IS thy cruse of comfort failing?
Rise and share it with another,
And through all the years of famine
It shall serve thee and thy brother.
Love Divine will fill thy storehouse,
Or thy handful still renew
Scanty fare for one will often
Make a royal feast for two.
For the heart grows rich in giving;
All its wealth is living grain;
Seeds which mildew in the garner,
Scattered, fill with gold the plain.
Is thy burden hard and heavy?
Do thy steps drag wearily?
Help to bear thy brother’s burden;
God will bear both it and thee.
Numb and weary on the mountains,
Wouldst thou sleep amid the snow?
Chafe that frozen form beside thee,
And together both shall glow.
Art thou stricken in life’s battle?
Many wounded round thee moan;
Lavish on their wounds thy balsams,
And that balm shall heal thine own.
Is thy heart a well left empty?
None but God its void can fill;
Nothing but a ceaseless Fountain
Can its ceaseless longings still.
Is thy heart a living power?
Self-entwined, its strength sinks low;
It can only live in loving,
And by serving love will grow.
For to this end Christ both dies, and rose, and revived, that he might be Lord both of the dead and living. But why dost thou judge thy brother? or why dost thou set at nought thy brother? for we shall all stand before the judgment seat of Christ. For it is written, As I live, saith the Lord, every knee shall bow to me, and every tongue shall confess to God. So then every one of us shall give an account of himself to God. Let us not therefore judge one another any more: but judge this rather, that no man put a stumblingblock or an occasion to fall in his brothers way. Let us therefore follow after the things which make for peace, and things wherewith one may edify another.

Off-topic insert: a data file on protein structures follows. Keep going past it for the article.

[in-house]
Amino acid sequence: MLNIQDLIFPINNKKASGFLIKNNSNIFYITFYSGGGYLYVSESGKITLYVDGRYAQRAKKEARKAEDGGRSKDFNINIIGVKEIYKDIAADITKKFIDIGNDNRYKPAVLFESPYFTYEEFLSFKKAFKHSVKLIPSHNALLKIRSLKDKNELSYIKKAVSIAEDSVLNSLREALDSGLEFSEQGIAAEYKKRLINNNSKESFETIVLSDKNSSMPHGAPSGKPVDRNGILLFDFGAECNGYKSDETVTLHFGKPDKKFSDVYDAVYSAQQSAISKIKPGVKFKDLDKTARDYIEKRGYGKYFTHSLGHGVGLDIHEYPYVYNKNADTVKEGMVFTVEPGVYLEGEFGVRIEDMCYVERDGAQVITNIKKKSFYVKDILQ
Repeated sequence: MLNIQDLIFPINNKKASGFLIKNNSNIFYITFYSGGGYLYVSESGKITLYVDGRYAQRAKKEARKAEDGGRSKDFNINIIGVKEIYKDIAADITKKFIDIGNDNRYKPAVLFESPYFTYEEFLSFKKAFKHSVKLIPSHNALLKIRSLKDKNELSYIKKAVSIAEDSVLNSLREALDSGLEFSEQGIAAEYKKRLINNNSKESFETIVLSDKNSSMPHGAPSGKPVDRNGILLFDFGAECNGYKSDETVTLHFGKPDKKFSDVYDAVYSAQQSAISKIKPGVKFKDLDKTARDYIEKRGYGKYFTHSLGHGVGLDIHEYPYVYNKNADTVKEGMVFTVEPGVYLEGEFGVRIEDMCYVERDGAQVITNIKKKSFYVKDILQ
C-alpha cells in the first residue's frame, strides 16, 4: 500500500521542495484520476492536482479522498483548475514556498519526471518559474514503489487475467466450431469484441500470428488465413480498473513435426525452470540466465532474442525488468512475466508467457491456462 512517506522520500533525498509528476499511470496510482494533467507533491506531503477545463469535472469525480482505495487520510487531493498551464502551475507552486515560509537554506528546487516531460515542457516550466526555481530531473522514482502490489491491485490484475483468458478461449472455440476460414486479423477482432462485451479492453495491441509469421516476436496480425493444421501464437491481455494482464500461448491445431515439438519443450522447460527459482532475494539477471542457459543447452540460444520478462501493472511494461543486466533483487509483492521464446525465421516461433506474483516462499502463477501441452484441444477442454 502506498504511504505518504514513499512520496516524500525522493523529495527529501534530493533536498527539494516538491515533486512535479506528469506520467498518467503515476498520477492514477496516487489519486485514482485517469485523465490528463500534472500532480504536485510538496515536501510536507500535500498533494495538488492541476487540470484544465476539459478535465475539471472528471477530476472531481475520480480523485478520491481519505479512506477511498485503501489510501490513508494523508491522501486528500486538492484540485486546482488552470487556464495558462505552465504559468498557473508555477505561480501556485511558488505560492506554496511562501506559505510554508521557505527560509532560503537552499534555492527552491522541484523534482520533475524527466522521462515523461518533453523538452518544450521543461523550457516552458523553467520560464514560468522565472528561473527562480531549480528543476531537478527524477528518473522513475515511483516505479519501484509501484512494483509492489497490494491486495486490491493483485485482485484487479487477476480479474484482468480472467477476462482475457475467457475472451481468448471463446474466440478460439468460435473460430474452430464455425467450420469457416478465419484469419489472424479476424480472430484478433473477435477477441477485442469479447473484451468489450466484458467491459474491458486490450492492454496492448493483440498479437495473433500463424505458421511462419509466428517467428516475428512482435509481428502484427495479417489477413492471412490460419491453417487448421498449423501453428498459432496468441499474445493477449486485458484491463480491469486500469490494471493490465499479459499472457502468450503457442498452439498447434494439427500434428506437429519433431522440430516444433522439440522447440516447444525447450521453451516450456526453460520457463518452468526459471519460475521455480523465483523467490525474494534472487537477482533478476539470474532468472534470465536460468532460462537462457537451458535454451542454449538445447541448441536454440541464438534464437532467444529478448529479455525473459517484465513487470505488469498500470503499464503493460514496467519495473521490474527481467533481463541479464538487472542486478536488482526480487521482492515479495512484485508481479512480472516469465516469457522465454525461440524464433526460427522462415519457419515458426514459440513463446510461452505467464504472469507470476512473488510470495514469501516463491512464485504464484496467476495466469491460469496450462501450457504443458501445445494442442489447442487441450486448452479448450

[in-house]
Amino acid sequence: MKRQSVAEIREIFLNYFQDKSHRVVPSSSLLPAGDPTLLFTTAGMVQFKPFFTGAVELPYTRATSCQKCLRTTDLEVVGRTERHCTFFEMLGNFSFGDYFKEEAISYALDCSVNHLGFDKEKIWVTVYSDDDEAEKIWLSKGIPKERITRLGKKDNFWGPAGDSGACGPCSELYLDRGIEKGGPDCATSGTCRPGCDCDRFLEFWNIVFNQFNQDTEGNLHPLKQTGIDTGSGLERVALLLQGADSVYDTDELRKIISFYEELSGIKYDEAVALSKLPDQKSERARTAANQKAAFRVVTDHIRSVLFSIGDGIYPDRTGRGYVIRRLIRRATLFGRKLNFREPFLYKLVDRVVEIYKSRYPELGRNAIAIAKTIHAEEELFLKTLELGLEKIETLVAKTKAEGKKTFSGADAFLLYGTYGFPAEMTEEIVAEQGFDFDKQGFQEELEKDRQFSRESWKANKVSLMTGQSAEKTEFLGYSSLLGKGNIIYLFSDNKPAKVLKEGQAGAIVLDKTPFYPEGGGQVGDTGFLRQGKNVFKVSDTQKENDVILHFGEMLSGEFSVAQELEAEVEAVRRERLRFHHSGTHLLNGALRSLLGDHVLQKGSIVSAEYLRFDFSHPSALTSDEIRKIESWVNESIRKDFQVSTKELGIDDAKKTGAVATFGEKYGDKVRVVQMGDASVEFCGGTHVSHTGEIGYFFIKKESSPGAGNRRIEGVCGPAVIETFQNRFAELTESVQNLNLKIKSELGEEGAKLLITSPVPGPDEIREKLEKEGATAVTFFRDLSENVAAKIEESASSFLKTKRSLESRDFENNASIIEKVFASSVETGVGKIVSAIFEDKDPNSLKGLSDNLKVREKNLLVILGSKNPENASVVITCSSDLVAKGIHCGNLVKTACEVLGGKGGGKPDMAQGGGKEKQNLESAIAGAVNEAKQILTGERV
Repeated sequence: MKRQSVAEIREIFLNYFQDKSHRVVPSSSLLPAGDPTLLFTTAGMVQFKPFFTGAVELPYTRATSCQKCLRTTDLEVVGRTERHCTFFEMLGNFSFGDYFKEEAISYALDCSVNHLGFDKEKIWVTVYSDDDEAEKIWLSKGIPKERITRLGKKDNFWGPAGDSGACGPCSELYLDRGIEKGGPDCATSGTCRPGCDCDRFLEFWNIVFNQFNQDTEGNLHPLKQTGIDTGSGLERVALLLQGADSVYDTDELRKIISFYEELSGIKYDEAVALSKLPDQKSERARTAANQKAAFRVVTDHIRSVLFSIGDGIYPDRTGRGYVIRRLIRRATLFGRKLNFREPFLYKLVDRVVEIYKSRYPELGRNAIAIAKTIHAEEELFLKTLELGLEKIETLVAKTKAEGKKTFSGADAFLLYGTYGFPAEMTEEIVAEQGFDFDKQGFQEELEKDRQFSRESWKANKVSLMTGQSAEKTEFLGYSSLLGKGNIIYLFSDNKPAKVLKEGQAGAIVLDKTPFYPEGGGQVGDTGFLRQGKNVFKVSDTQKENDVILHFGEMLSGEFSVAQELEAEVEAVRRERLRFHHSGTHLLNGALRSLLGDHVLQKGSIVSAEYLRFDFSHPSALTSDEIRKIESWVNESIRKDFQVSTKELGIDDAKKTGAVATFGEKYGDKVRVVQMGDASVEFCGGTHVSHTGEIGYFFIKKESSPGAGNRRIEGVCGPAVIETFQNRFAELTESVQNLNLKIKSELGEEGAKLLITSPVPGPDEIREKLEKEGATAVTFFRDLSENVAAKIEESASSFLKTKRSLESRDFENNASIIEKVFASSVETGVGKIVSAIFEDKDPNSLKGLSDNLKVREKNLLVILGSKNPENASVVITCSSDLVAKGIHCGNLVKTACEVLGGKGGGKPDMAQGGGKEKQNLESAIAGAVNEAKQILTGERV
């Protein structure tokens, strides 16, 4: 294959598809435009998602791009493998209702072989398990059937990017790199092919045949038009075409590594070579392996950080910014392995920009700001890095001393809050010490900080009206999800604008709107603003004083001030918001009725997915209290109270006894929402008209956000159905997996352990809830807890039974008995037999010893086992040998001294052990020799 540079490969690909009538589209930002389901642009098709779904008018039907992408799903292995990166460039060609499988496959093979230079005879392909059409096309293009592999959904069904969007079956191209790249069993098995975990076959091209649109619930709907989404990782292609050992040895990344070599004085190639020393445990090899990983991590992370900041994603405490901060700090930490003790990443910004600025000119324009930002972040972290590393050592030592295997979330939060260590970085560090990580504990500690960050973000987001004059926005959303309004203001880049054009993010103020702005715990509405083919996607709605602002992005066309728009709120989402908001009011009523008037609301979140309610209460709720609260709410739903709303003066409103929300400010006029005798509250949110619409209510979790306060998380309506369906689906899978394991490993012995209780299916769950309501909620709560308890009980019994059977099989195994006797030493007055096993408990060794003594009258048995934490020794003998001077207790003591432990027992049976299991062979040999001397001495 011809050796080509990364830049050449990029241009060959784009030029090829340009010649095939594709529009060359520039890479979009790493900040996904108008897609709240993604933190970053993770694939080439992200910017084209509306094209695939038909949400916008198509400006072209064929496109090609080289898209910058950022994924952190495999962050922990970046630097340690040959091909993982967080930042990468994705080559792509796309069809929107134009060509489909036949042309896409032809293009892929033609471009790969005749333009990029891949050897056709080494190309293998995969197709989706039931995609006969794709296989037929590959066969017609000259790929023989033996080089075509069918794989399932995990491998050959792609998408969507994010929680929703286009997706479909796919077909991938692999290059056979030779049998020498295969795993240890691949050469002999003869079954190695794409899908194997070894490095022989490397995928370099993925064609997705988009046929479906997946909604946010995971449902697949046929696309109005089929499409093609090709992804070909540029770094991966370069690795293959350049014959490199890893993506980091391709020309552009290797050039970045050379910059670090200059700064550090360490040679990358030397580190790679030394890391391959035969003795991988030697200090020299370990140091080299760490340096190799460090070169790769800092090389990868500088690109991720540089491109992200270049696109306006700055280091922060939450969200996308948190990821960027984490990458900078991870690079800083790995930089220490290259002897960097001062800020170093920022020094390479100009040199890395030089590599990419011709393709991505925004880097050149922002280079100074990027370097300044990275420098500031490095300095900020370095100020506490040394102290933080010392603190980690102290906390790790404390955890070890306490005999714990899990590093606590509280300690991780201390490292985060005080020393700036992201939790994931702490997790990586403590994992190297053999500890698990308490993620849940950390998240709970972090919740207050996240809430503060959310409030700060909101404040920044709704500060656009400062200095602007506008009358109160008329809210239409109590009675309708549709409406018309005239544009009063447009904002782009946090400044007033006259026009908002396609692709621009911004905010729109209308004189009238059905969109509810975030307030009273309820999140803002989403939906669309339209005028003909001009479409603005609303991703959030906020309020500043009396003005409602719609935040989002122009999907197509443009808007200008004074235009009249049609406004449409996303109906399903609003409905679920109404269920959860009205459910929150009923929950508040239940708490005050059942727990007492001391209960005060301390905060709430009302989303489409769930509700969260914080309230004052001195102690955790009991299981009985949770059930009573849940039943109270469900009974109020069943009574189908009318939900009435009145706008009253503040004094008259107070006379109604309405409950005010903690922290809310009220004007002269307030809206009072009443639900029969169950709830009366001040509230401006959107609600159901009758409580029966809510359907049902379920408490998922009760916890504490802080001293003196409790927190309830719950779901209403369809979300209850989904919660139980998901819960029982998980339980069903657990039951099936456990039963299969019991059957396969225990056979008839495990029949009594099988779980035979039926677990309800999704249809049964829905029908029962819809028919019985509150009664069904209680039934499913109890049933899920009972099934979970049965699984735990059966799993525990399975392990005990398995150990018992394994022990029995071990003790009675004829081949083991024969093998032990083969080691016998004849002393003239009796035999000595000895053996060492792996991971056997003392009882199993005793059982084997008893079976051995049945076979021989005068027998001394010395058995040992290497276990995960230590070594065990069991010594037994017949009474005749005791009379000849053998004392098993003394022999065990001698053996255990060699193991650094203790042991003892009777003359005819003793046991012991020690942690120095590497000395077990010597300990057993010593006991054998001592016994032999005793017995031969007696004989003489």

Bless the Lord, O my soul; and all that is within me be stirred up to magnify His holy name.
“Bless the Lord, O my soul, and forget not all His benefits; who forgiveth all thine iniquities; who healeth all thy diseases; who redeemeth thy life from destruction; who crowneth thee with lovingkindness and tender mercies; who satisfieth thy mouth with good things, so that thy youth is renewed like the eagle’s.” Who so well can sing this thanksgiving song as we, rejoicing as most of us do, we trust, in this full salvation, and praising God for the glorious health of a risen Lord and a continual youth?
This psalm and its opening verses is in the very center of the Scriptures by an exact count of letters and verses. So let it stand in our lives, as we look backward and forward and upward in grateful thanksgiving as we sing in its closing strains, “Bless the Lord, O my soul, and all that is within me, bless His holy name.” Lord, center my heart in Thee and in the spirit of love and praise.